Tuesday, February 8, 2022

Book Nook: A Comb of Wishes

I recently had a chance to interview the author of A COMB OF WISHES, Lisa Stringfellow. Informed by Caribbean culture and folklore, the novel follows Kela, a girl learning to cope with her beloved mother’s death and has a tough choice to make when she is granted a wish. 

 When Kela and her friend Lissy stumble across an ancient-looking comb in a coral cave, Kela can’t help but bring home her very own found treasure. Far away, deep in the cold ocean, the mermaid Ophidia can feel that her comb has been taken. And despite her hatred of all humans, her magic requires that she make a bargain: the comb in exchange for a wish, but getting what she wants most comes at an unexpected price. 

You can learn more in this interview.

Why did you write this book?

I started writing A COMB OF WISHES in 2013. As a middle school English teacher, I decided to write alongside my students for National Novel Writing Month (NaNoWriMo). I wanted to write a mermaid fantasy and, because of my West Indian heritage, I imagined a brown-skinned mermaid and a story set in the Caribbean. As I delved into the characters, I knew the story would also touch on the topics of family, regret, love, and forgiveness. 

Representation was important to me as I wrote A COMB OF WISHES. Kela lives in St. Rita, which is an island in the Caribbean that is inspired by Barbados where my father was born. I wanted the story to be rooted in the sounds, sights, smells, and tastes of the islands. When I was writing, I centered Kela’s experiences. Everything around her was normal and part of her everyday life. I didn’t want to write through the gaze of an outsider, but as someone who lives and breathes the culture and setting.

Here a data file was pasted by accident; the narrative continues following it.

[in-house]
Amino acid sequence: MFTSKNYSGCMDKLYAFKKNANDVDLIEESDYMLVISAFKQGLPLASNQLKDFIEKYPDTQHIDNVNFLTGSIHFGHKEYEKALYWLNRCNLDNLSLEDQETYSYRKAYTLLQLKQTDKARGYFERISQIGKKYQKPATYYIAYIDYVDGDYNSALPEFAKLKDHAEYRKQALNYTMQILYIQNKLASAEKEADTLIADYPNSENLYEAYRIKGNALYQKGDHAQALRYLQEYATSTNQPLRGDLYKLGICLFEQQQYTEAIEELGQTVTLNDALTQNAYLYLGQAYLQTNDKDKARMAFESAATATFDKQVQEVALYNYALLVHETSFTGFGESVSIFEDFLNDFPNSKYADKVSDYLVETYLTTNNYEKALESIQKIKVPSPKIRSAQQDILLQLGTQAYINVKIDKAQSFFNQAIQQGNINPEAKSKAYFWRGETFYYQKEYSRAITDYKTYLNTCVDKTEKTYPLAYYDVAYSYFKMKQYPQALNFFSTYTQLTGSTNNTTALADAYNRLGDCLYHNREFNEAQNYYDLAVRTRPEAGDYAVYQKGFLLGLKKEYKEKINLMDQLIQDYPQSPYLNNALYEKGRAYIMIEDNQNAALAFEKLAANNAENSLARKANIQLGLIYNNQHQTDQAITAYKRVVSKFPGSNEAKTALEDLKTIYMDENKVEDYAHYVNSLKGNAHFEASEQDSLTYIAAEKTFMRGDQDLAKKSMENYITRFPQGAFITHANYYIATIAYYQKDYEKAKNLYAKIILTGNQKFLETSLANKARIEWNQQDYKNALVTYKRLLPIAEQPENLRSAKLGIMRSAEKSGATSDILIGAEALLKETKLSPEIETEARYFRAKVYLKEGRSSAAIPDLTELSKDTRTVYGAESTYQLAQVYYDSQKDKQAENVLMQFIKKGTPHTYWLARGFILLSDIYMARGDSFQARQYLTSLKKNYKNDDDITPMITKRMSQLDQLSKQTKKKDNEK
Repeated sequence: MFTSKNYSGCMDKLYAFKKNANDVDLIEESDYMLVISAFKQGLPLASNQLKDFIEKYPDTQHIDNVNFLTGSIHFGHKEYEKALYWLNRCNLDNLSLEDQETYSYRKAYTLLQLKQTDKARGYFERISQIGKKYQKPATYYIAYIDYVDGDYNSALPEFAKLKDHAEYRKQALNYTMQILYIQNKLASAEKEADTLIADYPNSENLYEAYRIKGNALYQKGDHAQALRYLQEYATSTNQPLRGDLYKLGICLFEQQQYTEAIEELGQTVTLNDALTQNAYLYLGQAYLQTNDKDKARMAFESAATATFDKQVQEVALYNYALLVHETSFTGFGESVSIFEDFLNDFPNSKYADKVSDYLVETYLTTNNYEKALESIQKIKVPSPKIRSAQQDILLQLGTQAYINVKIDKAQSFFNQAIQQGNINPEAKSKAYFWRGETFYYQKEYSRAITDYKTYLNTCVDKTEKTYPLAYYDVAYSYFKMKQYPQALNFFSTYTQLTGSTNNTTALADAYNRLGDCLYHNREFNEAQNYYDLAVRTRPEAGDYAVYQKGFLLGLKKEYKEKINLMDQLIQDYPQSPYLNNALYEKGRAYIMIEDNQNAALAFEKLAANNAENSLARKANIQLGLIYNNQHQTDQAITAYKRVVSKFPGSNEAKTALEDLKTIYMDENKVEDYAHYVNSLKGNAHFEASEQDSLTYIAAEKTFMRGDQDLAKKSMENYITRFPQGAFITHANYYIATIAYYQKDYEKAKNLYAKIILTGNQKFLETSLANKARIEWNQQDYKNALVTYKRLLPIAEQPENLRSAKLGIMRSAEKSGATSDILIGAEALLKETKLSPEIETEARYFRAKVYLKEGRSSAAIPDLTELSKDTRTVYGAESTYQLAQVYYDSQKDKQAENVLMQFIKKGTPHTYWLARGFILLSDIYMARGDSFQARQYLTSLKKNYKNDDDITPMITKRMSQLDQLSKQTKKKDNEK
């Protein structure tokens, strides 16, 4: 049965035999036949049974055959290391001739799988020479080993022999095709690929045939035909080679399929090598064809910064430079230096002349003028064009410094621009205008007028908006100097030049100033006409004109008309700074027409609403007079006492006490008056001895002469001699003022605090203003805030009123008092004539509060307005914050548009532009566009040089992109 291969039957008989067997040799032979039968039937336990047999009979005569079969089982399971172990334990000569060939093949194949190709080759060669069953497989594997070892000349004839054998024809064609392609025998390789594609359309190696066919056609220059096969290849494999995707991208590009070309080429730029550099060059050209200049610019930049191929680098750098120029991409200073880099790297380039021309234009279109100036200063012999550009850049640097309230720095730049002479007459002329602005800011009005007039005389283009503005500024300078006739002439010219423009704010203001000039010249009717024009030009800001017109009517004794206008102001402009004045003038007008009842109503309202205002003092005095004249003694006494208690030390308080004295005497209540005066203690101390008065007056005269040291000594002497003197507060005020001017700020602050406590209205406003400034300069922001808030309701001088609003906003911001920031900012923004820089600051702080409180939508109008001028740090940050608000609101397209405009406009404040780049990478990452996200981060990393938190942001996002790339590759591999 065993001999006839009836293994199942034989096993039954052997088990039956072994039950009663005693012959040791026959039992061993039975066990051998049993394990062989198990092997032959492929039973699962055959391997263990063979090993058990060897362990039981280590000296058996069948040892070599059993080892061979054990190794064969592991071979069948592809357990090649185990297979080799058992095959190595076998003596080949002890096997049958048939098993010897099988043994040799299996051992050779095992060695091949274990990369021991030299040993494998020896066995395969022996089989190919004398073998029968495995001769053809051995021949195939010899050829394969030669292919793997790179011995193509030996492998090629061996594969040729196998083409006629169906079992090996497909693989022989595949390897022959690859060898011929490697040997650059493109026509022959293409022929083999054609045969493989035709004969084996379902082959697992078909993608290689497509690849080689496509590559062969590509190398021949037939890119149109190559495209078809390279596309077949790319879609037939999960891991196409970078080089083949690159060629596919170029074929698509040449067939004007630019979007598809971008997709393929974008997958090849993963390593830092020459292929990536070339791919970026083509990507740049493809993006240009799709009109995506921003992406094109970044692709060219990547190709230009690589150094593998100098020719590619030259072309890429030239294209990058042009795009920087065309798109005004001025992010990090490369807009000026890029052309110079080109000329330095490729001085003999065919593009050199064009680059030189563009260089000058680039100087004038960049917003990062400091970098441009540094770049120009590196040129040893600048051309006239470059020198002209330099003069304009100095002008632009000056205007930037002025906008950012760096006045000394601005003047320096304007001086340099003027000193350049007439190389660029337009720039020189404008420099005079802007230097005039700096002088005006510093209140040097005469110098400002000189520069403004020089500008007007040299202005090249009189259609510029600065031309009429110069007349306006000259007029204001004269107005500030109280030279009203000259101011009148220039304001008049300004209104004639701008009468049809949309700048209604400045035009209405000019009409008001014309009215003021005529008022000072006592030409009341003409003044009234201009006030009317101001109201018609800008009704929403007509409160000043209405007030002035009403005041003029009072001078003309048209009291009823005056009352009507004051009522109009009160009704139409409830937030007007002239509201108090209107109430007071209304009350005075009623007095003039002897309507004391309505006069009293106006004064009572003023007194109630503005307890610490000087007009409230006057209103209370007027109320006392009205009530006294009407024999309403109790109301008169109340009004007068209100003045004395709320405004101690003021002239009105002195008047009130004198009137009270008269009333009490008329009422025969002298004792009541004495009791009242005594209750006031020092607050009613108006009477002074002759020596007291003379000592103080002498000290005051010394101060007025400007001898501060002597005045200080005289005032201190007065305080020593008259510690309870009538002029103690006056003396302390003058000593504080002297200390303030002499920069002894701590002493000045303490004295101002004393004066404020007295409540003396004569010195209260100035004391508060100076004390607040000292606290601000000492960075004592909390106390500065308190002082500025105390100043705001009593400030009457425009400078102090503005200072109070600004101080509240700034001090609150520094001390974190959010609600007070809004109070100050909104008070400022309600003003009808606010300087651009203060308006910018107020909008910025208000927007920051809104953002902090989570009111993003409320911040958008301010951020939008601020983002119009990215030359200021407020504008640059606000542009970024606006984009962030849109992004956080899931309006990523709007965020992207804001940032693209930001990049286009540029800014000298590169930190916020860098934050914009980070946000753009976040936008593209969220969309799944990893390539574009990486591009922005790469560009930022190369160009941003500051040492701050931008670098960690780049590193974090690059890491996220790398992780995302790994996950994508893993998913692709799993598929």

Why is it important for middle-grade readers to see books that include themes like grief?

Grief is a process we all experience, including children. I felt it was important to show a character dealing with these natural feelings of loss while also showing a loving community supporting her.

Initially, Kela tries to deal with the problems she is having, including her grief, alone. In the Black experience, community is vitally important though. Eventually, she confides her feelings to her father, her best friend, and others. They remind Kela that no matter what, they will be there for her.

Sometimes adults hesitate to give kids books that deal with “heavy” topics. As a classroom teacher, I’ve talked to parents about this issue and try to convey the importance of kids reading all types of books, including the sad ones. Reading a book that deals with a subject with which they can relate helps a child not feel alone. It is exactly how we can help them think about and process their own feelings and build empathy towards others. 

How can fantasy books benefit kids who read them?

Fantasy is such a powerful genre for exploring deep issues in meaningful ways. It can stretch the imagination and take us to fantastic worlds, but it also ground us in what is real and what makes us human.

Often parents whose children consume a steady diet of fantasy will ask me what they should do about it, as if it’s a sticky problem to be solved. I don’t see it that way. Rather than be dismissive of fantasy and see it as mere escapism, we can embrace it as an opportunity for exploration. Children who read fantasy practice seeing the world through different perspectives and being open to considering problems in new ways. So much of fantasy relies on metaphor and the ability of the reader to make connections between the world of the story and their own lives. It can help build empathy and creative thinking.

What was your biggest surprise while writing this book?

As I researched and revised, what surprised me most was how the story developed to incorporate stronger connections to Africa and the legacy of the Trans-Atlantic slave trade. These topics are inextricably tied to the Black experience in the Caribbean.

The seawoman Ophidia has connections to the broader folklore of mermaids but as I considered the setting more carefully, the culture and history of the islands provided rich layers to explore. I learned of Mami Wata, the West African water spirit who often is depicted as holding a snake, and made strong links to her, even down to my character’s name (Ophidia is the scientific word for the suborder of reptiles that includes all modern snakes).

Additionally, as I dug into her backstory, it made sense that Ophidia’s betrayals by humans is related to the history of enslavement and that bitterness would ripple through to her connection with my main character Kela. It helped me see how interconnected we all are. On the surface, the plot isn’t about racism, but the legacy of it impacts the characters in our time. 

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